Why is it always a paradox when doctors/researchers find out that being fat can be beneficial if you have a catastrophic illness?
Paradoxically, obesity may offer some protection against heart-related "events," like heart attack, in people who have a stent placed to prop open a clogged coronary artery, research shows.
In a study, researchers found that obese patients who had stents placed in diseased arteries had a lower incidence of adverse cardiac events than their normal-weight counterparts.
Could it possibly be that when something requires surgical intervention of any kind, it's helpful to have those fat reserves to call upon? If you don't have those fat reserves, your body is going to go after your muscles (and your heart is a muscle, your body doesn't distinguish between leg muscle, say, and heart muscle, it just goes after muscle if there's no fat to burn).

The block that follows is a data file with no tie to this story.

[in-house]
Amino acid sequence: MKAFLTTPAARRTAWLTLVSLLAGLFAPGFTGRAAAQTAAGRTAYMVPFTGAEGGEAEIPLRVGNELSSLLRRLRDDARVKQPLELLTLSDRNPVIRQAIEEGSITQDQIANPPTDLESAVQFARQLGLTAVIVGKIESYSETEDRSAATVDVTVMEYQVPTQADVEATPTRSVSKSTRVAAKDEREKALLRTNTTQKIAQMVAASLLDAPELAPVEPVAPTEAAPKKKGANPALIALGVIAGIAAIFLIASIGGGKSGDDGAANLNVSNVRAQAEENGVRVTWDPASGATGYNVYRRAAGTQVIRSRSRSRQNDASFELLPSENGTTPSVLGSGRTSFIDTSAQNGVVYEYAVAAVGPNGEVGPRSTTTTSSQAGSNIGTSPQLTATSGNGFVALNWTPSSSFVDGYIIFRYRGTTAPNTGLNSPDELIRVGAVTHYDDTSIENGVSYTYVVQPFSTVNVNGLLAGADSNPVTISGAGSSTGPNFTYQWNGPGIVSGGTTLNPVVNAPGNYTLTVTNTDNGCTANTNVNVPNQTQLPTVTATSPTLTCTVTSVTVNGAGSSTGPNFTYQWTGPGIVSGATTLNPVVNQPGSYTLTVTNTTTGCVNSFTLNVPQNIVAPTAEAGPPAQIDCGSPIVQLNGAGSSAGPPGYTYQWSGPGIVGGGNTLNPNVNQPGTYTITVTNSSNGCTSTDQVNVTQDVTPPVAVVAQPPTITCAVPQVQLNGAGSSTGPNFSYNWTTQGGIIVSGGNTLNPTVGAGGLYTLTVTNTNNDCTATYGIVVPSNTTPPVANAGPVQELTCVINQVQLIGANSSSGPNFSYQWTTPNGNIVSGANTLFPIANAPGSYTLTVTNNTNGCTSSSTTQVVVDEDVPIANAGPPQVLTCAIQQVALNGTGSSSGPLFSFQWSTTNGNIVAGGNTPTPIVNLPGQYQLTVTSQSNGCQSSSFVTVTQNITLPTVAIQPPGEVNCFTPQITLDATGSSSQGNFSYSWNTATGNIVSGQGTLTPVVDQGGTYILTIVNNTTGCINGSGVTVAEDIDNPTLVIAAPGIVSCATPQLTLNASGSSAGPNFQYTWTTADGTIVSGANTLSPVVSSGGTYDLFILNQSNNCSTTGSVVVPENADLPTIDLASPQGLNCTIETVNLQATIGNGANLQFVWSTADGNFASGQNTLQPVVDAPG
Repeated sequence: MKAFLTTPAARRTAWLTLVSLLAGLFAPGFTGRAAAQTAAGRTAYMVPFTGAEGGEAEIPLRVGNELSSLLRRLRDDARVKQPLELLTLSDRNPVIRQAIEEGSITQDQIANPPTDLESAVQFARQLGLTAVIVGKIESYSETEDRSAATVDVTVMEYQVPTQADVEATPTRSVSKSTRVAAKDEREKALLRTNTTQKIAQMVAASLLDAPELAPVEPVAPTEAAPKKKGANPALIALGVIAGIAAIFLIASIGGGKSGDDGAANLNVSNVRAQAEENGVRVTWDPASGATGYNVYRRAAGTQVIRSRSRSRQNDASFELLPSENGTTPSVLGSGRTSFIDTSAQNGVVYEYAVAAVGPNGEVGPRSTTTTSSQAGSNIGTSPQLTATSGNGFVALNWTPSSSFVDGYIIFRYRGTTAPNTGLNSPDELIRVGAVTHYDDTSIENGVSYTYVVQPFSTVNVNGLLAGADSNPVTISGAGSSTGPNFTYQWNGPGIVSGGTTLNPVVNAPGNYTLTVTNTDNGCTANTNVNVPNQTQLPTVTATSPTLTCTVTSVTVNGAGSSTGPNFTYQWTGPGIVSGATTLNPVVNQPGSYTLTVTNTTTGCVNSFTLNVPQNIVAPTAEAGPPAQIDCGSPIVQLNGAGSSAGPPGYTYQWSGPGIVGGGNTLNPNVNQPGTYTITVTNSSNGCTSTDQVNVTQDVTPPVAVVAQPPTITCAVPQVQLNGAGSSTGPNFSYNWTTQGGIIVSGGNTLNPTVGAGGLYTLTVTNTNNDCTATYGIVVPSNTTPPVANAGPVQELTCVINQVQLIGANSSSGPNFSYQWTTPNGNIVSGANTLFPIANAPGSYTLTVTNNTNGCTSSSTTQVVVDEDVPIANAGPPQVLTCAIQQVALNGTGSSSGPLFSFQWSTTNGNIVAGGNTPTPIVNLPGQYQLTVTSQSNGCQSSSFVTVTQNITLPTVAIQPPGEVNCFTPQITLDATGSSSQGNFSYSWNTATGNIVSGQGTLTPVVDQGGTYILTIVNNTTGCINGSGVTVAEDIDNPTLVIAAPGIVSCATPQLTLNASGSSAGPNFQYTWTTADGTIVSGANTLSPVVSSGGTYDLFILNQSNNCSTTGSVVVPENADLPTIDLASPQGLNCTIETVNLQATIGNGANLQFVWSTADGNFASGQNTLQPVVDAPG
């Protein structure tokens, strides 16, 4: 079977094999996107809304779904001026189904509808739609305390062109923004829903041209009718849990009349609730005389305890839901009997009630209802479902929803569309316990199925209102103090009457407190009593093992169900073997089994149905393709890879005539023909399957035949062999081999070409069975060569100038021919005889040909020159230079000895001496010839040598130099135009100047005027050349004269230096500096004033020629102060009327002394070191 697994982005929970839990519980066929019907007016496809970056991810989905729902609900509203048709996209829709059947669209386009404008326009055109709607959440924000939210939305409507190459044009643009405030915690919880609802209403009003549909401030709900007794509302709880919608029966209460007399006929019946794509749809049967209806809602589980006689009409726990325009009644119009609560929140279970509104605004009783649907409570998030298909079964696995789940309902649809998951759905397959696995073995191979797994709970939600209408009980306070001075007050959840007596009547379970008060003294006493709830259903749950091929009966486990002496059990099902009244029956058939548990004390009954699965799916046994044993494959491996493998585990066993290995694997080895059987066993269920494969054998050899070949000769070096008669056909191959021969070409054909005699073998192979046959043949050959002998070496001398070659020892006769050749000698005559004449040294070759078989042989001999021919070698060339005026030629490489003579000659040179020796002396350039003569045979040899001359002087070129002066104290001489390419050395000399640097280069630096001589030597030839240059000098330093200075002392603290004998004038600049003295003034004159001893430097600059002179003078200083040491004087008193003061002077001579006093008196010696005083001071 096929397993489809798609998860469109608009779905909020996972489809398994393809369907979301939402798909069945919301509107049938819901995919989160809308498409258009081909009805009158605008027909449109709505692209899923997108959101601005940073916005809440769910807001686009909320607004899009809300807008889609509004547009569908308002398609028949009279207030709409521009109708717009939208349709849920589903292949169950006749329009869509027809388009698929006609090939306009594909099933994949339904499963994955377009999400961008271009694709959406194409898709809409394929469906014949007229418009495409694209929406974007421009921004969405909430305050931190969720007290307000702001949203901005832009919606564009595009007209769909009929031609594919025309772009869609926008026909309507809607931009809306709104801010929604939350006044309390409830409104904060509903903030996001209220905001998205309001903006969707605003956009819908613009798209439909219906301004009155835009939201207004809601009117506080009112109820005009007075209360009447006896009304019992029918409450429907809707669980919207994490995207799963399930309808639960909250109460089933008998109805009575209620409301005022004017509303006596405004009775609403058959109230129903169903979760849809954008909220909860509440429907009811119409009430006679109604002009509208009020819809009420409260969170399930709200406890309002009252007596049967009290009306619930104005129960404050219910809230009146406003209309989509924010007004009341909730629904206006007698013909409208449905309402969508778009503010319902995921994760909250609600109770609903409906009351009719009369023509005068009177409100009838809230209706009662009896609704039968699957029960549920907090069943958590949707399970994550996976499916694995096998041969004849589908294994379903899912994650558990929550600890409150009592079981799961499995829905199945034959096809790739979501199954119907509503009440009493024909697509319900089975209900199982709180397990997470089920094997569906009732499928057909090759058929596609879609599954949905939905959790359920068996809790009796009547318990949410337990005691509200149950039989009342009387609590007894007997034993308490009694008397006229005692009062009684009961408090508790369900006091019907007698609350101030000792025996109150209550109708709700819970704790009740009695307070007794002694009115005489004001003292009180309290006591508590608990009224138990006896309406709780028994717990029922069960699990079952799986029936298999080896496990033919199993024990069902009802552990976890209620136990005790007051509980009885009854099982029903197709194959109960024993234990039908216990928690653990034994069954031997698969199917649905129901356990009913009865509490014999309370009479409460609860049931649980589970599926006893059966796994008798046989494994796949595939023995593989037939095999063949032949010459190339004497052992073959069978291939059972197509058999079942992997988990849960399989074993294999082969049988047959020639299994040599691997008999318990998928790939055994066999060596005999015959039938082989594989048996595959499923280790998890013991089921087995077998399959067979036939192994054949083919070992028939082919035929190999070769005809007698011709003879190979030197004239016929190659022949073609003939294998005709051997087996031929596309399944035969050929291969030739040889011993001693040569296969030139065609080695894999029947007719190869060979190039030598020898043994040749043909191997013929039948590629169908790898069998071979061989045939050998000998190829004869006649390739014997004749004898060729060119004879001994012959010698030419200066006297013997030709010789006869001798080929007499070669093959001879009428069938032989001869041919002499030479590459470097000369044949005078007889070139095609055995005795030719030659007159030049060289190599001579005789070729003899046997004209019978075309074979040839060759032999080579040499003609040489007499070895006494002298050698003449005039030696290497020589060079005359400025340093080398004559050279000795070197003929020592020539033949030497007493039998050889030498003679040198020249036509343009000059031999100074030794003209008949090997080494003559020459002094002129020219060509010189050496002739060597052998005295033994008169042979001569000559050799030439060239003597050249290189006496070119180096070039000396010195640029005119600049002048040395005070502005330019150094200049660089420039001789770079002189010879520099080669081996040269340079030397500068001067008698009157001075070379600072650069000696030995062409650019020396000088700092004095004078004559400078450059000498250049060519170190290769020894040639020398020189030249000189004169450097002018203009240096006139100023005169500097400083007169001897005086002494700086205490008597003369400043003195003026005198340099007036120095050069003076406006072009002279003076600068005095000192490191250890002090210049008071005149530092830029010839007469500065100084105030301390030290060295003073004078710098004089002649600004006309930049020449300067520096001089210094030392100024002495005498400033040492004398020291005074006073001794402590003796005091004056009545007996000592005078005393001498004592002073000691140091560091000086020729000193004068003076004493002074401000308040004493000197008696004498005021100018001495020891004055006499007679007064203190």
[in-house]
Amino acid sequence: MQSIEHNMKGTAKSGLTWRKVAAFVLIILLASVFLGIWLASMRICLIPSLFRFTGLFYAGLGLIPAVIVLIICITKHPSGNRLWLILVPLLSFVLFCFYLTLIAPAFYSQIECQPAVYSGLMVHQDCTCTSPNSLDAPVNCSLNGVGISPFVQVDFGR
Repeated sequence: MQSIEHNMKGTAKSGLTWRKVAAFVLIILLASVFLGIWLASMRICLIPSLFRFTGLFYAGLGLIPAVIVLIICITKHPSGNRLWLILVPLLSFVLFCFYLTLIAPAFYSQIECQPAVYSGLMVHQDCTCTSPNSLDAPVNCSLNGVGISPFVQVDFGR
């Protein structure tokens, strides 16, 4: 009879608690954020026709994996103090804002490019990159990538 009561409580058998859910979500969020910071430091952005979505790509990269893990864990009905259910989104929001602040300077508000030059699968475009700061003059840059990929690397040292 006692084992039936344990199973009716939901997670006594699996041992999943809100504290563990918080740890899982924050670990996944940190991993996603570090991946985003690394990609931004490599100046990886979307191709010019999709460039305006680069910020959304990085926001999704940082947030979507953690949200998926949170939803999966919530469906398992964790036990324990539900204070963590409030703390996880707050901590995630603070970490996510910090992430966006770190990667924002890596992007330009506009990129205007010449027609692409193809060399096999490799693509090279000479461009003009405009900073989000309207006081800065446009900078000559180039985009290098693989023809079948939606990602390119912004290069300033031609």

Khattab's team analyzed the outcomes at one year for 607 patients with coronary artery disease who were treated with stents that release the immune-suppressing drug sirolimus.
The group included 176 normal weight patients, 289 overweight patients, and 142 obese patients
At 30 days, the incidence of adverse cardiac events was 3.4 percent in the normal weight group and 3.1 percent in overweight patients, compared with just 2.8 percent in obese patients.
So yeah, TEH FATZ is going to kill us, but it looks to me like it's more dangerous to be normal or thin if you have blocked arteries and need a stent placed.
At one year, the combined cumulative incidence of death, heart attack, stroke, and repeat angioplasty or other "revascularization" procedure was higher in the normal weight patients (10.8 percent) and the overweight patients (11.8 percent) than in the obese patients (7.0 percent).
Ya know, I think I'll take my chances with being "super morbidly death-looking-for-a-place-to-happen obese". At least if I have a catastrophic illness, my odds of surviving it are a hell of a lot better than if I were thin (which ain't happening anyway).